by David Muramoto
Examining this eighth generation of the Maxima says quite a bit about where Nissan is headed these days. In an era when SUV-crossover sales will soon overtake sedans as the most popular vehicle type, Nissan still considers sedans as a viable market segment, and considers itself the class leader in terms of design and performance.
For this latest gen Maxima, they took it a step further by utilizing styling almost directly pulled from the 2014 Sport Sedan Concept, which debuted at the North American International Auto Show in early 2014. After witnessing how quickly rival brands like Hyundai-Kia have moved upwards with advanced styling, Nissan recognized they needed to up the “WOW” factor to move almost directly from concept to production in one bold move.
From the chiseled flowing hood, V-Motion grille and boomerang LED headlights, this Maxima looks like nothing else on the road. Add in the ‘floating bar’ daytime running lights on the bottom of each headlight module and there’s a dynamic presence that starts at the very front. The heavily flared front fenders have an arc the carries along the beltline of the Maxima towards the rear. Combined with a rapier-like crease at the bottom of each door with a sculpted sideskirt, the side profile appears both muscular and light at the same time.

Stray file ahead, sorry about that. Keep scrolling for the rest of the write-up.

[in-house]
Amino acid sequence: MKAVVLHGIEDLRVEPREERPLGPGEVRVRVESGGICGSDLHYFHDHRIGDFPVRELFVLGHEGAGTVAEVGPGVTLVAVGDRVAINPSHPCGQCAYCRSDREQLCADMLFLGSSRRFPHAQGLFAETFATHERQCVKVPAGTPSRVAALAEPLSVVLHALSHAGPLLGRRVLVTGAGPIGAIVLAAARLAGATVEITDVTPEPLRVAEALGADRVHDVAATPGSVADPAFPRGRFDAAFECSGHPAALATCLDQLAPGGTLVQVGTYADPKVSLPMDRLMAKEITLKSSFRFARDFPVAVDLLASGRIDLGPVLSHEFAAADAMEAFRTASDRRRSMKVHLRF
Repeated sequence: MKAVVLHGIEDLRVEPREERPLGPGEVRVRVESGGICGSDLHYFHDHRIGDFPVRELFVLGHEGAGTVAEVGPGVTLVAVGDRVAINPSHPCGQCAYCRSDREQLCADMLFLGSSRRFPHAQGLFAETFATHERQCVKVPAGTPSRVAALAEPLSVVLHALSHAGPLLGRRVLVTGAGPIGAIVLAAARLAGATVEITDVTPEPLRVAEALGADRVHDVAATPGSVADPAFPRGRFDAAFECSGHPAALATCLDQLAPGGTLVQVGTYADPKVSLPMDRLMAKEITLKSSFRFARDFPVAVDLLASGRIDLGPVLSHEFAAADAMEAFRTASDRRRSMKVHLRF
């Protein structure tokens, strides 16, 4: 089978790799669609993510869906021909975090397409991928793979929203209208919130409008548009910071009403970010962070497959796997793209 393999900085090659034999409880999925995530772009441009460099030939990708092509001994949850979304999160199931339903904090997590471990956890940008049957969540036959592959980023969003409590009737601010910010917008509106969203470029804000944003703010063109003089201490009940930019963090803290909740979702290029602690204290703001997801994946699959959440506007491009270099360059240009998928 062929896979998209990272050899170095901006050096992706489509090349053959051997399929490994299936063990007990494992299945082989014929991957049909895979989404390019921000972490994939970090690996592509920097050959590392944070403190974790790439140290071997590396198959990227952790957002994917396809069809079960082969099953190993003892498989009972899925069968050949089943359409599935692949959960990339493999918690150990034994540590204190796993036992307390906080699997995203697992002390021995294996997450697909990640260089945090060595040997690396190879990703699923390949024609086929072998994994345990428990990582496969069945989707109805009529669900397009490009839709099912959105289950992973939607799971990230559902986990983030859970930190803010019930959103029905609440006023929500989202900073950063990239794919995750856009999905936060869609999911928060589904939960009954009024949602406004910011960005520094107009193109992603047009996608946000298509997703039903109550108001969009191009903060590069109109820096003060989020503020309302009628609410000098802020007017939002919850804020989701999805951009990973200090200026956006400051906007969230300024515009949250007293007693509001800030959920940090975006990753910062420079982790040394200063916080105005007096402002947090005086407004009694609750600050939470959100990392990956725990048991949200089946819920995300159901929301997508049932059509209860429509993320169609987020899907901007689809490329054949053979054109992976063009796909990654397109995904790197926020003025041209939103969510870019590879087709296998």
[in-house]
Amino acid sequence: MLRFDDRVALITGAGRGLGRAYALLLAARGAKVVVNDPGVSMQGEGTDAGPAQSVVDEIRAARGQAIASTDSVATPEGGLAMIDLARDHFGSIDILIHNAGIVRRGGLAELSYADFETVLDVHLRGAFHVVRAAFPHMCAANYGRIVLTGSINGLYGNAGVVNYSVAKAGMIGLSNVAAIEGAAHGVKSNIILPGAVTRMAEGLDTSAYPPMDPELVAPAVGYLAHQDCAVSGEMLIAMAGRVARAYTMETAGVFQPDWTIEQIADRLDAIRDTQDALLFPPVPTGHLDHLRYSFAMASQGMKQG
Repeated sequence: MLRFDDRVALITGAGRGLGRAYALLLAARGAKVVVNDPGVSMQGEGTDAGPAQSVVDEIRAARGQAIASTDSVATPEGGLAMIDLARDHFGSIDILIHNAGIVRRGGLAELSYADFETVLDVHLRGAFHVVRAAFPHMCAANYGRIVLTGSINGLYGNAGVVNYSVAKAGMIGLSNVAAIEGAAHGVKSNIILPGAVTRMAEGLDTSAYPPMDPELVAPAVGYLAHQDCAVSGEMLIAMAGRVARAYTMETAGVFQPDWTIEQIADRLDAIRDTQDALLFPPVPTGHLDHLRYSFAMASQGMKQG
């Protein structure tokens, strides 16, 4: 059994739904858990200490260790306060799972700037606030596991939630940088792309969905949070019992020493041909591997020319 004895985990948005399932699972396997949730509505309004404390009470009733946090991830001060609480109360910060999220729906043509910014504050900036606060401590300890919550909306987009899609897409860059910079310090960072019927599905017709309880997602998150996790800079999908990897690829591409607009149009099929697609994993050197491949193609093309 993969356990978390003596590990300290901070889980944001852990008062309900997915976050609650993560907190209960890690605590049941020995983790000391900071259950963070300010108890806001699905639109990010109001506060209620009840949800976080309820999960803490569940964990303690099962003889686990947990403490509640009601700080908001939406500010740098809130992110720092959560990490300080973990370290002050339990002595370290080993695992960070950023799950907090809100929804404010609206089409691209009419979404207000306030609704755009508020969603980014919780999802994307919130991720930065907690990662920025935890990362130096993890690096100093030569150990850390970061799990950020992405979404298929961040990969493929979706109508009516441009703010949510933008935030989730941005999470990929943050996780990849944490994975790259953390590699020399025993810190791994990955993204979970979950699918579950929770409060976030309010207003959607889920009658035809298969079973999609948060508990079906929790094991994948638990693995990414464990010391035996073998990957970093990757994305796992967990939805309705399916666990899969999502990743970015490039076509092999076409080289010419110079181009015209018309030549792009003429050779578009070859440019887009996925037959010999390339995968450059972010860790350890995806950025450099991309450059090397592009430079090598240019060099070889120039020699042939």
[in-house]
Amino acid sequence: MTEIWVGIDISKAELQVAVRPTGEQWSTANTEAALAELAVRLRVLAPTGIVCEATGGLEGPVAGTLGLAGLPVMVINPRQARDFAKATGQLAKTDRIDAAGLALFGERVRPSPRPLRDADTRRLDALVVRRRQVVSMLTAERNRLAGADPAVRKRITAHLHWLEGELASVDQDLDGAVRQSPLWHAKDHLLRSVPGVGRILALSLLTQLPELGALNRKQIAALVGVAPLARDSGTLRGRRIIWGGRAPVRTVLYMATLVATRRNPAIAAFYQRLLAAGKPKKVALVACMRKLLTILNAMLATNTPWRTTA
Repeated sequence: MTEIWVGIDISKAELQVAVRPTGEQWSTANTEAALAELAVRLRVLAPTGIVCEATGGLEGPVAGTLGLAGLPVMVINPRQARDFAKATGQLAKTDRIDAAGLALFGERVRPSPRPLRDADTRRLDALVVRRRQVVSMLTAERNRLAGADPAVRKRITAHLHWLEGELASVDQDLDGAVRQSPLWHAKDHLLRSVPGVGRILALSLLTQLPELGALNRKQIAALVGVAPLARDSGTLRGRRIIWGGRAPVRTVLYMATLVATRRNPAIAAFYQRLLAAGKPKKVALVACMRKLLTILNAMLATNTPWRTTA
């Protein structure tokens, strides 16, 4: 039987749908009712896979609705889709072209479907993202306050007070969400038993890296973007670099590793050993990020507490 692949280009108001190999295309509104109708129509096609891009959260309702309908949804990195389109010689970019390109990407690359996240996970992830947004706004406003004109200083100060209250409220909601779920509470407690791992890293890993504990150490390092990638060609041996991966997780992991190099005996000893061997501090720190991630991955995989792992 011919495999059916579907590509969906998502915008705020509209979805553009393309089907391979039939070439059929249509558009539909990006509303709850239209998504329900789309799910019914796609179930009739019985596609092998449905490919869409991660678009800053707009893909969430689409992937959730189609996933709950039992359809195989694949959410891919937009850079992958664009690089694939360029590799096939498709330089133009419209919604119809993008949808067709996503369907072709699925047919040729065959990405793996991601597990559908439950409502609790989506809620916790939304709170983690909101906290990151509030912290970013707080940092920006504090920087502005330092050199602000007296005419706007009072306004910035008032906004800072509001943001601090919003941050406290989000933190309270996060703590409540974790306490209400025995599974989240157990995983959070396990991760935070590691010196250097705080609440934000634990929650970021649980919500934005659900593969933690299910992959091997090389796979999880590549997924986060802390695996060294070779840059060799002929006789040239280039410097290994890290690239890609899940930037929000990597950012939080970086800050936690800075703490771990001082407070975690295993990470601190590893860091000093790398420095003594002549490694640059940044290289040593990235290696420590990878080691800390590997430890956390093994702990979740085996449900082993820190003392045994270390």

Credit a new metal stamping process that uses three separate pressings to create the crisp features designers demanded. The roof contributes to the sleek outline by using blacked-out A, B and C-pillars (together with steep windshield and roofline angles) to create the signature ‘floating roof’. A thin strip of chrome at the top of the doors runs from the A-pillar back toward the end of the C-pillar to reinforce this visual impression.
Overall, the car is lower by 1.3” from the last gen Max, so that sleek outline is no illusion. The trunk and rear bumper are more conventional, but still offer a clean and aero-efficient fastback design. The Maxima drag figures clock in at 0.29 Cd, with particular attention paid to reducing wind noise inside the vehicle.
One feature not easily seen is the use of high-strength steel in key structural areas of the roof and chassis. Their use makes the Maxima 25% stiffer in torsional rigidity compared with the outgoing A35 model, with a corresponding 82-pound reduction in weight to boot! Can’t have your cake and eat it too? You can with this Max.
Enough about what it looks like – Let’s go DRIVE this thing! – Next page…